Climate model projections summarized in the latest IPCC report indicate that the global surfacetemperature is likely to rise a further 1.1 to 6.4 °C (2.0 to 11.5 °F) during the 21st century.[2] The uncertainty in this estimate arises from the use of models with differing sensitivity to greenhouse gas concentrations and the use of differing estimates of future greenhouse gas emissions. An increase in global temperature will cause sea levels to rise and will change the amount and pattern of precipitation, probably including expansion of subtropical deserts.[4] Warming is expected to be strongest in the Arctic and would be associated with continuing retreat of glaciers,permafrost and sea ice. Other likely effects include changes in the frequency and intensity ofextreme weather events, species extinctions, and changes in agricultural yields. Warming and related changes will vary from region to region around the globe, though the nature of these regional variations is uncertain.[5] As a result of contemporary increases in atmospheric carbon dioxide, the oceans have become more acidic, a result that is predicted to continue.[6][7]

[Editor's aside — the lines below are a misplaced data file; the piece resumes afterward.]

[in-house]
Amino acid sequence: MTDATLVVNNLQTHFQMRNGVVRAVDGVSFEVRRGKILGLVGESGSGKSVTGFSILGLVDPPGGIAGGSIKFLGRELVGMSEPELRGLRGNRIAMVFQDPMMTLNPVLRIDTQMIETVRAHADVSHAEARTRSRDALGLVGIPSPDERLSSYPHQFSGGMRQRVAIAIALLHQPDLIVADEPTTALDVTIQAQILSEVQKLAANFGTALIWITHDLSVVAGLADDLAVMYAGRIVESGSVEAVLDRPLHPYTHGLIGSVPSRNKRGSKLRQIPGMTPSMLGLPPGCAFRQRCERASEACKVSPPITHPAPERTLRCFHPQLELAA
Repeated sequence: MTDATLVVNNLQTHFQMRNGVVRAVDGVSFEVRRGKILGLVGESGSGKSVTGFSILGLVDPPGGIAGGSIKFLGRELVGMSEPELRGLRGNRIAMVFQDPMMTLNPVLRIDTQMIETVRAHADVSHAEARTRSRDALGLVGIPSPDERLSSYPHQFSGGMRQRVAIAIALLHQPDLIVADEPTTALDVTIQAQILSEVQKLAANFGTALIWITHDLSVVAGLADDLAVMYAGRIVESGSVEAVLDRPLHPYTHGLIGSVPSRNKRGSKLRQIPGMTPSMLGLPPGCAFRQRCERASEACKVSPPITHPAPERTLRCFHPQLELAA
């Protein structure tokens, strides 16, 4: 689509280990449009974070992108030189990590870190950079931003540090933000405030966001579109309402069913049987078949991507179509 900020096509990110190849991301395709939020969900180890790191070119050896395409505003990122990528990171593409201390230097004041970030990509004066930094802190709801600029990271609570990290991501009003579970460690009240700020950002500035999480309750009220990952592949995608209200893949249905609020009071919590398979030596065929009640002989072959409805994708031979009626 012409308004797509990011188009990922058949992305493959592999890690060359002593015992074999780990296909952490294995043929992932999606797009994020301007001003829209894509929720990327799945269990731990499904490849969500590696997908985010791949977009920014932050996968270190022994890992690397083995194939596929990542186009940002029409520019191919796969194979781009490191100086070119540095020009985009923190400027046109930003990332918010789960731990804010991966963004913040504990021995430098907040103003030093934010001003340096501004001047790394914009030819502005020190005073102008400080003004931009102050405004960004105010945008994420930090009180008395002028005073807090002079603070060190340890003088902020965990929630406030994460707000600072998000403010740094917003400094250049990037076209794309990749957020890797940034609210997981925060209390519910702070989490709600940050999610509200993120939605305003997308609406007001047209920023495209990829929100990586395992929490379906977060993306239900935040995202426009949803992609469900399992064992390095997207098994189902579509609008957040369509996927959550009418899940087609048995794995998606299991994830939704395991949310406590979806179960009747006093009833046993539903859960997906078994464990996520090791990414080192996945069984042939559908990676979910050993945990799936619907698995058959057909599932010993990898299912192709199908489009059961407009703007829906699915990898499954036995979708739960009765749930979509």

The scientific consensus is that anthropogenic global warming is occurring.[8][9][10][B]Nevertheless, political and public debate continues. The Kyoto Protocol is aimed at stabilizing greenhouse gas concentration to prevent a “dangerous anthropogenic interference”.[11] As of November 2009, 187 states had signed and ratified the protocol.[12]

Proposed responses to climate change include mitigation to reduce emissions, adaptation to the effects of global warming, and geoengineering to remove greenhouse gases from the atmosphere or block incoming sunlight.



  • 1 Temperature changes
  • 2 External forcings
    • 2.1 Greenhouse gases
    • 2.2 Aerosols and soot
    • 2.3 Solar variation
  • 3 Feedback
  • 4 Climate models
  • 5 Attributed and expected effects
    • 5.1 Natural systems
    • 5.2 Ecological systems
    • 5.3 Social systems
  • 6 Responses to global warming
    • 6.1 Mitigation
    • 6.2 Adaptation
    • 6.3 Geoengineering
    • 6.4 UNFCCC
  • 7 Views on global warming